As the Doha Round of Trade Negotiations now aims for an “early harvest” package, and as the Common Fisheries Policy reform is still being discussed, it is of paramount importance to study current fishing practices to improve them and head towards sustainable fisheries worldwide.
This study aimed to understand and discuss Fisheries Partnership Agreements between the European Union and African-Caribbean-Pacific countries by focusing on Madagascar. It worryingly appears that these agreements mainly benefit to EU industrials, while host countries receive a bare financial aid for development purposes for a likely severe overexploitation of their resource. Indeed, these agreements creating important subsidies for EU industrials, concerns about overexploitation and sustainability are raised, which must be addressed quickly. Throughout the discussion of past and current agreements between the EU and Madagascar, we propose to develop a new multilateral framework for these agreements, where fishing fees are indexed on the market-value of the targeted species, and where all costs are paid by industrials. By doing so, benefits for both hosts countries and EU industrials would likely increase, along with a reduction in fleet capacity and improved monitoring system. Decoupled from these agreements should then come the EU financial aid to development, constituting proper incentives toward fairer and more sustainable exploitation of marine resources, in line with current reforms and negotiations.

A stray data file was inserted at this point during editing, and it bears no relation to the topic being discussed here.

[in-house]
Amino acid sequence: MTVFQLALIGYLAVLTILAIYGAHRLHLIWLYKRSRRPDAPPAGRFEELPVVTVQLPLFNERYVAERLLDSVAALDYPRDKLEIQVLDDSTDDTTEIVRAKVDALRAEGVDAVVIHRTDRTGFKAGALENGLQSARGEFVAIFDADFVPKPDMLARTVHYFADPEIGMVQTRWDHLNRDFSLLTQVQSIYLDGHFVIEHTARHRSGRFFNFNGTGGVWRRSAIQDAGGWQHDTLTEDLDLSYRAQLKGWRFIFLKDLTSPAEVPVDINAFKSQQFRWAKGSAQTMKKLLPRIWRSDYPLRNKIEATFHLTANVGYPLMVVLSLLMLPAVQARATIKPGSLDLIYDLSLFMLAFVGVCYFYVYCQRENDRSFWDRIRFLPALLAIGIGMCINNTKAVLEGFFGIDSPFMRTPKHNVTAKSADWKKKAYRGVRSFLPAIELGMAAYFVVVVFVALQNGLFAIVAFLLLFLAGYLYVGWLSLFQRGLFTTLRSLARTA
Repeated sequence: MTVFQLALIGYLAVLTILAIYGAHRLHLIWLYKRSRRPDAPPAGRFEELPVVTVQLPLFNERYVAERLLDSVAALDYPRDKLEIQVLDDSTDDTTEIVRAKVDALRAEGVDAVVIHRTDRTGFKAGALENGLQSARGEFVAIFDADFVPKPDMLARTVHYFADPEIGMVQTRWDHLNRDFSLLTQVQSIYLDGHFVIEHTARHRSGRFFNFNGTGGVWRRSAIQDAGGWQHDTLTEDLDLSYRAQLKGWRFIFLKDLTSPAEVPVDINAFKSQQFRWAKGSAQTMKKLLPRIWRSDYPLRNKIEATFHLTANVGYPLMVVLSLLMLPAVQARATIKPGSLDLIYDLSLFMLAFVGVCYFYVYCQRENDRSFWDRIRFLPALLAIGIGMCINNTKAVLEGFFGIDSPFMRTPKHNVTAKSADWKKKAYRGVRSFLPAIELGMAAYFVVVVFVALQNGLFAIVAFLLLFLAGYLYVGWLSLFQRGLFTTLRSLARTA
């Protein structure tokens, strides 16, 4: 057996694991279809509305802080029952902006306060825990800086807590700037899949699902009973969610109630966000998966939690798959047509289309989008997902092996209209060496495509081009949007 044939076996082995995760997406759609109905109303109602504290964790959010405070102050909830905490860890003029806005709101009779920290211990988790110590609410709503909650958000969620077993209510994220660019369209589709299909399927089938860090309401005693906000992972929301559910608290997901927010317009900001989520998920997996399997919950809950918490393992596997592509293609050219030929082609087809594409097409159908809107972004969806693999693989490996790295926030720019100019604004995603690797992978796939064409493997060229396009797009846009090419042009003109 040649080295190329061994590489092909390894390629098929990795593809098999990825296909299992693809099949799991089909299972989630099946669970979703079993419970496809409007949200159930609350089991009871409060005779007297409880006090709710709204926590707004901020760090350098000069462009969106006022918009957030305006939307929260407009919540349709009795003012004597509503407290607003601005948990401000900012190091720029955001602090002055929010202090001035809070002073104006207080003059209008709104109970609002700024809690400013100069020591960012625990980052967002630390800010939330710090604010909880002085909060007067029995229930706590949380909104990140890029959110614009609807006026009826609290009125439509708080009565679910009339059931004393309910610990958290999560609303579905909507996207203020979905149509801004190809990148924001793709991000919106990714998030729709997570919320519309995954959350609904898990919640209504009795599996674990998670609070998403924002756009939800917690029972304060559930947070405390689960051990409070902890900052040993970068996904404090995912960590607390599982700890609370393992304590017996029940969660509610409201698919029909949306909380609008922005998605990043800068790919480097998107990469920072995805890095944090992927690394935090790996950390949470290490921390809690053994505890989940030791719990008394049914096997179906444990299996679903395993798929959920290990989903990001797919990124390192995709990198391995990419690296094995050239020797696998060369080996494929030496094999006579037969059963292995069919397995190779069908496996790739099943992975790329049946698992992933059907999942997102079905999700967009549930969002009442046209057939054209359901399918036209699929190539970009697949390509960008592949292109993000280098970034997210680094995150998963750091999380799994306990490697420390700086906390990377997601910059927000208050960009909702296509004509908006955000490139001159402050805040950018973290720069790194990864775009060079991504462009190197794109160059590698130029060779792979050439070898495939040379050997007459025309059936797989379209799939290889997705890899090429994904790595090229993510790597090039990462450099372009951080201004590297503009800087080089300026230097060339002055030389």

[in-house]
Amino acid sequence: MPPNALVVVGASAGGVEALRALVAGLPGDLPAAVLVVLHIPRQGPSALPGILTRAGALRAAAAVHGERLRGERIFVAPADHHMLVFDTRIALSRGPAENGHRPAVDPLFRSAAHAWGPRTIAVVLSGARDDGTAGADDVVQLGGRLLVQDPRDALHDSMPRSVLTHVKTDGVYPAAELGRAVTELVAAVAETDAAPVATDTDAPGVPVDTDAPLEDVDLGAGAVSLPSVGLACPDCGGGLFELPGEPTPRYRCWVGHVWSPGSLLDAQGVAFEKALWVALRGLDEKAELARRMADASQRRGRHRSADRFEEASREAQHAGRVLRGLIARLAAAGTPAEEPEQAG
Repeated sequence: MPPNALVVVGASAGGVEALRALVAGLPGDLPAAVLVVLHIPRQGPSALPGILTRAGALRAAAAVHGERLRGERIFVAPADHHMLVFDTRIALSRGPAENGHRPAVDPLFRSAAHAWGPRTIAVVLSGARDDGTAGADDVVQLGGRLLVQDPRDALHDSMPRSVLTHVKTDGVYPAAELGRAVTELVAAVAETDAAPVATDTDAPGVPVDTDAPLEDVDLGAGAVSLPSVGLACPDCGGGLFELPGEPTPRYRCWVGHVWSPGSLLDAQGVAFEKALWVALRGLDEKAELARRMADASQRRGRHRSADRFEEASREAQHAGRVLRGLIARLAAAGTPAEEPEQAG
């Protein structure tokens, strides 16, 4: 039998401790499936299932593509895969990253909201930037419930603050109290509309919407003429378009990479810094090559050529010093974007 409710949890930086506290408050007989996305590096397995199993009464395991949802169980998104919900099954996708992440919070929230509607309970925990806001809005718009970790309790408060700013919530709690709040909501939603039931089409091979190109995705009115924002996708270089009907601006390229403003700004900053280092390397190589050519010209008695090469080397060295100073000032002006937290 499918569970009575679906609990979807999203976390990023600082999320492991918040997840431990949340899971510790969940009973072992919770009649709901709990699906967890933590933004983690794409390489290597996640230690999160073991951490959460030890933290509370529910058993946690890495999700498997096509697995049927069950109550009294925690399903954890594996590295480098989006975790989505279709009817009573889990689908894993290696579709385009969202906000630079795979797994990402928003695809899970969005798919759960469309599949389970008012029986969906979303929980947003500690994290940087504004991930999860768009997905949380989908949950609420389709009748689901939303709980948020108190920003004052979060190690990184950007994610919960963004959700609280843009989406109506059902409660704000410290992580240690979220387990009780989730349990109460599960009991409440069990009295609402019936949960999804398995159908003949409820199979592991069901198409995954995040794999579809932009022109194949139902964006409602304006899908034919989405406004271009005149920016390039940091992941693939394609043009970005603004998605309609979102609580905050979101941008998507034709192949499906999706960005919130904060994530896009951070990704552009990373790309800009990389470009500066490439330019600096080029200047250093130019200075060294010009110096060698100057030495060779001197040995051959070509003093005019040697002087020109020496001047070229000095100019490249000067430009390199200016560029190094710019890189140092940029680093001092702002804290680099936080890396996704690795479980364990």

Full article can be accessed at: Fisheries Centre, Working Papers, The University of British Columbia